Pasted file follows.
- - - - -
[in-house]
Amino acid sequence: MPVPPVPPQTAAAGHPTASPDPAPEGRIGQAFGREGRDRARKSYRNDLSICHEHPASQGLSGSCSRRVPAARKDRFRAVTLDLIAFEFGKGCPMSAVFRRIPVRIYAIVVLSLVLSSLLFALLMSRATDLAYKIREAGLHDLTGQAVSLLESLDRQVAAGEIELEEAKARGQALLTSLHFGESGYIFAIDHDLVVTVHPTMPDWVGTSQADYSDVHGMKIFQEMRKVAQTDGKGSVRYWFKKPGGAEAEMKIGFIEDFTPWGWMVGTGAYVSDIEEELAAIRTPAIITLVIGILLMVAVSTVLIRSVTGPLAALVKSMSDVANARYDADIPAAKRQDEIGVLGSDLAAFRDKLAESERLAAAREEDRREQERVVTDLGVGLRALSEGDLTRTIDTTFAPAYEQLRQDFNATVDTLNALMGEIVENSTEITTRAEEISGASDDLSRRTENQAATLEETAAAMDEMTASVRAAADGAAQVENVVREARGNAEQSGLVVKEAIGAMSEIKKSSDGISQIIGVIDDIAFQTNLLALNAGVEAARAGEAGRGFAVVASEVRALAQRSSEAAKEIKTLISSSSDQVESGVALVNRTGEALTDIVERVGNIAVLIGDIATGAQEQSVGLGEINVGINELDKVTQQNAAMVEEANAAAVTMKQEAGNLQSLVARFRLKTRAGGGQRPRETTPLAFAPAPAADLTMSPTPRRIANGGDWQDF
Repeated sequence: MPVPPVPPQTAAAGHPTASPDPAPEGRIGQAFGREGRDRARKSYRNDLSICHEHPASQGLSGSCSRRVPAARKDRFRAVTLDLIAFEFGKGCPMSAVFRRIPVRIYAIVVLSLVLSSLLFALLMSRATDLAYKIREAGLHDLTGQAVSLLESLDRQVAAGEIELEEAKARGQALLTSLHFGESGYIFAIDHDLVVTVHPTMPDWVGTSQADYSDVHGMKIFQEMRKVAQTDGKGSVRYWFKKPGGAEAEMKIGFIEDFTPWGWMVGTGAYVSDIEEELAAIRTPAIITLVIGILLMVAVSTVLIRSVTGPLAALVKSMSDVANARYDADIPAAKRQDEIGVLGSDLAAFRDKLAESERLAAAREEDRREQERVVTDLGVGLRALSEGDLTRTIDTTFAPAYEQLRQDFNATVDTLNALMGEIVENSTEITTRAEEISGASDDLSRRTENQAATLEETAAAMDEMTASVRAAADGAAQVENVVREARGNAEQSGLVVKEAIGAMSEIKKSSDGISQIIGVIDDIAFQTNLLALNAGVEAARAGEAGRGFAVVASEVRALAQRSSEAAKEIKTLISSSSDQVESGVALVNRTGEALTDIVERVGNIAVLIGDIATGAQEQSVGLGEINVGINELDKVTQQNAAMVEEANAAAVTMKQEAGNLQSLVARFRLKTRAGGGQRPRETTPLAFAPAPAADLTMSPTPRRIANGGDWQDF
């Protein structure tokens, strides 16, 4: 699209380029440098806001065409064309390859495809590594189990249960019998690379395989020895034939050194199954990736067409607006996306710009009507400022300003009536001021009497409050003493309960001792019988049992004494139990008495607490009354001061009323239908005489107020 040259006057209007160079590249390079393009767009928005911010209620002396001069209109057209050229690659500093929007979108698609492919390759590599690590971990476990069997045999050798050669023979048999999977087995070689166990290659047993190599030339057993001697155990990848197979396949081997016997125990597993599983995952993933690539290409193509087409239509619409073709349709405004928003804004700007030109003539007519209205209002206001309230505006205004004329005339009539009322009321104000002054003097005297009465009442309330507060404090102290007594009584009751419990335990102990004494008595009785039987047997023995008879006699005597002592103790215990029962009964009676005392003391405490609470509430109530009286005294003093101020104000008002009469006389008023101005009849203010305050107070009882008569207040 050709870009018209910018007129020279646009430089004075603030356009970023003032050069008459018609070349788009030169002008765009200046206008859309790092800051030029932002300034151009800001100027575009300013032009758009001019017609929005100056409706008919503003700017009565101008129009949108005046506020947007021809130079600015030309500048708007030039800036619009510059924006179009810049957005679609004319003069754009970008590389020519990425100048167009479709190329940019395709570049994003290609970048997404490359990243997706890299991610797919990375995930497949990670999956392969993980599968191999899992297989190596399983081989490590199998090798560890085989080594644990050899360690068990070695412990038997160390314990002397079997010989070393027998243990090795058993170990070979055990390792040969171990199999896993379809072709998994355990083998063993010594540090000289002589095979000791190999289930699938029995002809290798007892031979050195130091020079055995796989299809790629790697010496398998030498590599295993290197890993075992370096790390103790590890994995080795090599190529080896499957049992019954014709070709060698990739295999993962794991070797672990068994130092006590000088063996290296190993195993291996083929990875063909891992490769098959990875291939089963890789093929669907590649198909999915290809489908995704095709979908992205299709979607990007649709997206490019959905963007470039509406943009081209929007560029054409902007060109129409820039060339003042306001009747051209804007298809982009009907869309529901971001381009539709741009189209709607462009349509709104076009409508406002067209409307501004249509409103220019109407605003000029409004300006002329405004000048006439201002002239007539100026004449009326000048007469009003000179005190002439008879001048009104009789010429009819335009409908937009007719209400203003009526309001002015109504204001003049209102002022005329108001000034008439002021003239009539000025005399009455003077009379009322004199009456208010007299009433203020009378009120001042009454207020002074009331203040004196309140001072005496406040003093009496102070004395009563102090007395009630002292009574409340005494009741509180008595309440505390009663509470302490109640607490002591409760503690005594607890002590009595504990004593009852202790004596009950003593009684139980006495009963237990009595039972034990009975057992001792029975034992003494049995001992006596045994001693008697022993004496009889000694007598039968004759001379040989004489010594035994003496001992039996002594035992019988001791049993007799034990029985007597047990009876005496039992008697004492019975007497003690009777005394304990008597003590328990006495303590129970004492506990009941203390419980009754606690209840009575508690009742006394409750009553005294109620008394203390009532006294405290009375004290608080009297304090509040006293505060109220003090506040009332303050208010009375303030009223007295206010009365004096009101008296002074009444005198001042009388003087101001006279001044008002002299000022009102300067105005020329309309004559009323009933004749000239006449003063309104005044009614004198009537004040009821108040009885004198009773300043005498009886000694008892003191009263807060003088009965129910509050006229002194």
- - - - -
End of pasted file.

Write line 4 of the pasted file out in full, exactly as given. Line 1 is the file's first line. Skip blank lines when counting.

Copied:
């Protein structure tokens, strides 16, 4: 699209380029440098806001065409064309390859495809590594189990249960019998690379395989020895034939050194199954990736067409607006996306710009009507400022300003009536001021009497409050003493309960001792019988049992004494139990008495607490009354001061009323239908005489107020 040259006057209007160079590249390079393009767009928005911010209620002396001069209109057209050229690659500093929007979108698609492919390759590599690590971990476990069997045999050798050669023979048999999977087995070689166990290659047993190599030339057993001697155990990848197979396949081997016997125990597993599983995952993933690539290409193509087409239509619409073709349709405004928003804004700007030109003539007519209205209002206001309230505006205004004329005339009539009322009321104000002054003097005297009465009442309330507060404090102290007594009584009751419990335990102990004494008595009785039987047997023995008879006699005597002592103790215990029962009964009676005392003391405490609470509430109530009286005294003093101020104000008002009469006389008023101005009849203010305050107070009882008569207040 050709870009018209910018007129020279646009430089004075603030356009970023003032050069008459018609070349788009030169002008765009200046206008859309790092800051030029932002300034151009800001100027575009300013032009758009001019017609929005100056409706008919503003700017009565101008129009949108005046506020947007021809130079600015030309500048708007030039800036619009510059924006179009810049957005679609004319003069754009970008590389020519990425100048167009479709190329940019395709570049994003290609970048997404490359990243997706890299991610797919990375995930497949990670999956392969993980599968191999899992297989190596399983081989490590199998090798560890085989080594644990050899360690068990070695412990038997160390314990002397079997010989070393027998243990090795058993170990070979055990390792040969171990199999896993379809072709998994355990083998063993010594540090000289002589095979000791190999289930699938029995002809290798007892031979050195130091020079055995796989299809790629790697010496398998030498590599295993290197890993075992370096790390103790590890994995080795090599190529080896499957049992019954014709070709060698990739295999993962794991070797672990068994130092006590000088063996290296190993195993291996083929990875063909891992490769098959990875291939089963890789093929669907590649198909999915290809489908995704095709979908992205299709979607990007649709997206490019959905963007470039509406943009081209929007560029054409902007060109129409820039060339003042306001009747051209804007298809982009009907869309529901971001381009539709741009189209709607462009349509709104076009409508406002067209409307501004249509409103220019109407605003000029409004300006002329405004000048006439201002002239007539100026004449009326000048007469009003000179005190002439008879001048009104009789010429009819335009409908937009007719209400203003009526309001002015109504204001003049209102002022005329108001000034008439002021003239009539000025005399009455003077009379009322004199009456208010007299009433203020009378009120001042009454207020002074009331203040004196309140001072005496406040003093009496102070004395009563102090007395009630002292009574409340005494009741509180008595309440505390009663509470302490109640607490002591409760503690005594607890002590009595504990004593009852202790004596009950003593009684139980006495009963237990009595039972034990009975057992001792029975034992003494049995001992006596045994001693008697022993004496009889000694007598039968004759001379040989004489010594035994003496001992039996002594035992019988001791049993007799034990029985007597047990009876005496039992008697004492019975007497003690009777005394304990008597003590328990006495303590129970004492506990009941203390419980009754606690209840009575508690009742006394409750009553005294109620008394203390009532006294405290009375004290608080009297304090509040006293505060109220003090506040009332303050208010009375303030009223007295206010009365004096009101008296002074009444005198001042009388003087101001006279001044008002002299000022009102300067105005020329309309004559009323009933004749000239006449003063309104005044009614004198009537004040009821108040009885004198009773300043005498009886000694008892003191009263807060003088009965129910509050006229002194």